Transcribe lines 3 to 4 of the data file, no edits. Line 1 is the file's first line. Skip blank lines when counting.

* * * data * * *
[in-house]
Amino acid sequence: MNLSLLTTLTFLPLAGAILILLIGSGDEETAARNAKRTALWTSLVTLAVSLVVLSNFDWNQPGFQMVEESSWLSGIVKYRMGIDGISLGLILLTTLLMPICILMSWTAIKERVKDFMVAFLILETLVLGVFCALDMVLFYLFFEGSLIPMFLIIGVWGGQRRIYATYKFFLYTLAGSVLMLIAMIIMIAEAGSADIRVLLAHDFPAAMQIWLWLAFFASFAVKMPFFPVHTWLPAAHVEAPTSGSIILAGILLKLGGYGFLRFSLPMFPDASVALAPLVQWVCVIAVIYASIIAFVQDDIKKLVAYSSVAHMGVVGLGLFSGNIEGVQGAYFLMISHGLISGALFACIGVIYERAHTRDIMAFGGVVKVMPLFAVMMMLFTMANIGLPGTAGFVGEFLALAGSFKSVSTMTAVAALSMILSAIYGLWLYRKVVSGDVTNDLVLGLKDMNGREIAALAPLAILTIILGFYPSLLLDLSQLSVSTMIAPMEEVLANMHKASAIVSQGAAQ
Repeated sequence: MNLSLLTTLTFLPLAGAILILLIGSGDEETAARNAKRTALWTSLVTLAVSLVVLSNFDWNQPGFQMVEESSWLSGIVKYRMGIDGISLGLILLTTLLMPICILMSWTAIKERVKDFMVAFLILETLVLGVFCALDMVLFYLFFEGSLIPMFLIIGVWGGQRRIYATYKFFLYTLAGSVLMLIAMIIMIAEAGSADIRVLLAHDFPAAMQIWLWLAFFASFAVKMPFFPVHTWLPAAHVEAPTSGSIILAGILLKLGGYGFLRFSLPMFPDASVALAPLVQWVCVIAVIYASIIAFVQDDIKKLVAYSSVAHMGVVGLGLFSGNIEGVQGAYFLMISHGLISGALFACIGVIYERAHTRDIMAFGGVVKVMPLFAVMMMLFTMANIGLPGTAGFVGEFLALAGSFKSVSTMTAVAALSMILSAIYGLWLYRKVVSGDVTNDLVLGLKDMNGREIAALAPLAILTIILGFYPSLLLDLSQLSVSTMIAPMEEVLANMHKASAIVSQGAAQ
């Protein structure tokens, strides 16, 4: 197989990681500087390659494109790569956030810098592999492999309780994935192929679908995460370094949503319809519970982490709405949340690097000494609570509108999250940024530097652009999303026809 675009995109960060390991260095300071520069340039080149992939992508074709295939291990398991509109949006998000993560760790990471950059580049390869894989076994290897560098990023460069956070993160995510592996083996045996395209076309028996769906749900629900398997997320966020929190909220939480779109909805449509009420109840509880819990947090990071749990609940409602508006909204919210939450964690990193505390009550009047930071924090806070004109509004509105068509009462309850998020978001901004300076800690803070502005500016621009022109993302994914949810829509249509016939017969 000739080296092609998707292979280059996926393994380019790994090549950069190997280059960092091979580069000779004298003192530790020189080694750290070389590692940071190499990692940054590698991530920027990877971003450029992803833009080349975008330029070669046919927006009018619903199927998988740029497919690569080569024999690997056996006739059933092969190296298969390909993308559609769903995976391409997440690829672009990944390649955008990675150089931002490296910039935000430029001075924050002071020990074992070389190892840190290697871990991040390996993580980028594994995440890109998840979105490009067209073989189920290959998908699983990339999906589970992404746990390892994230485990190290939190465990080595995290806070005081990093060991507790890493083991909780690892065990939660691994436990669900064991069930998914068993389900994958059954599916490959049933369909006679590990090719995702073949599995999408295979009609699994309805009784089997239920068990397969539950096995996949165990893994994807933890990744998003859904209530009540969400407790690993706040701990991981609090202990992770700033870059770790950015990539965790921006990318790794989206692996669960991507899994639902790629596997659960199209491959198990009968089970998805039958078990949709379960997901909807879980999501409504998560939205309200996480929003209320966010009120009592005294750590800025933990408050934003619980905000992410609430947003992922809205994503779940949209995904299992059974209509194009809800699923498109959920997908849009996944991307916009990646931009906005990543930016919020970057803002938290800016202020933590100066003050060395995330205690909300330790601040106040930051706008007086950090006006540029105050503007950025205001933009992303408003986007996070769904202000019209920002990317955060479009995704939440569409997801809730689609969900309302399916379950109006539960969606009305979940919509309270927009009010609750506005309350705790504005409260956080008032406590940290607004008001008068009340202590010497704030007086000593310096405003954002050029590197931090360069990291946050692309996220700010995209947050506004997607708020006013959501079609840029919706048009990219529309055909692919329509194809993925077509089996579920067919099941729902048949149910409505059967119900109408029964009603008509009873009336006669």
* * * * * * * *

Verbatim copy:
Repeated sequence: MNLSLLTTLTFLPLAGAILILLIGSGDEETAARNAKRTALWTSLVTLAVSLVVLSNFDWNQPGFQMVEESSWLSGIVKYRMGIDGISLGLILLTTLLMPICILMSWTAIKERVKDFMVAFLILETLVLGVFCALDMVLFYLFFEGSLIPMFLIIGVWGGQRRIYATYKFFLYTLAGSVLMLIAMIIMIAEAGSADIRVLLAHDFPAAMQIWLWLAFFASFAVKMPFFPVHTWLPAAHVEAPTSGSIILAGILLKLGGYGFLRFSLPMFPDASVALAPLVQWVCVIAVIYASIIAFVQDDIKKLVAYSSVAHMGVVGLGLFSGNIEGVQGAYFLMISHGLISGALFACIGVIYERAHTRDIMAFGGVVKVMPLFAVMMMLFTMANIGLPGTAGFVGEFLALAGSFKSVSTMTAVAALSMILSAIYGLWLYRKVVSGDVTNDLVLGLKDMNGREIAALAPLAILTIILGFYPSLLLDLSQLSVSTMIAPMEEVLANMHKASAIVSQGAAQ
């Protein structure tokens, strides 16, 4: 197989990681500087390659494109790569956030810098592999492999309780994935192929679908995460370094949503319809519970982490709405949340690097000494609570509108999250940024530097652009999303026809 675009995109960060390991260095300071520069340039080149992939992508074709295939291990398991509109949006998000993560760790990471950059580049390869894989076994290897560098990023460069956070993160995510592996083996045996395209076309028996769906749900629900398997997320966020929190909220939480779109909805449509009420109840509880819990947090990071749990609940409602508006909204919210939450964690990193505390009550009047930071924090806070004109509004509105068509009462309850998020978001901004300076800690803070502005500016621009022109993302994914949810829509249509016939017969 000739080296092609998707292979280059996926393994380019790994090549950069190997280059960092091979580069000779004298003192530790020189080694750290070389590692940071190499990692940054590698991530920027990877971003450029992803833009080349975008330029070669046919927006009018619903199927998988740029497919690569080569024999690997056996006739059933092969190296298969390909993308559609769903995976391409997440690829672009990944390649955008990675150089931002490296910039935000430029001075924050002071020990074992070389190892840190290697871990991040390996993580980028594994995440890109998840979105490009067209073989189920290959998908699983990339999906589970992404746990390892994230485990190290939190465990080595995290806070005081990093060991507790890493083991909780690892065990939660691994436990669900064991069930998914068993389900994958059954599916490959049933369909006679590990090719995702073949599995999408295979009609699994309805009784089997239920068990397969539950096995996949165990893994994807933890990744998003859904209530009540969400407790690993706040701990991981609090202990992770700033870059770790950015990539965790921006990318790794989206692996669960991507899994639902790629596997659960199209491959198990009968089970998805039958078990949709379960997901909807879980999501409504998560939205309200996480929003209320966010009120009592005294750590800025933990408050934003619980905000992410609430947003992922809205994503779940949209995904299992059974209509194009809800699923498109959920997908849009996944991307916009990646931009906005990543930016919020970057803002938290800016202020933590100066003050060395995330205690909300330790601040106040930051706008007086950090006006540029105050503007950025205001933009992303408003986007996070769904202000019209920002990317955060479009995704939440569409997801809730689609969900309302399916379950109006539960969606009305979940919509309270927009009010609750506005309350705790504005409260956080008032406590940290607004008001008068009340202590010497704030007086000593310096405003954002050029590197931090360069990291946050692309996220700010995209947050506004997607708020006013959501079609840029919706048009990219529309055909692919329509194809993925077509089996579920067919099941729902048949149910409505059967119900109408029964009603008509009873009336006669």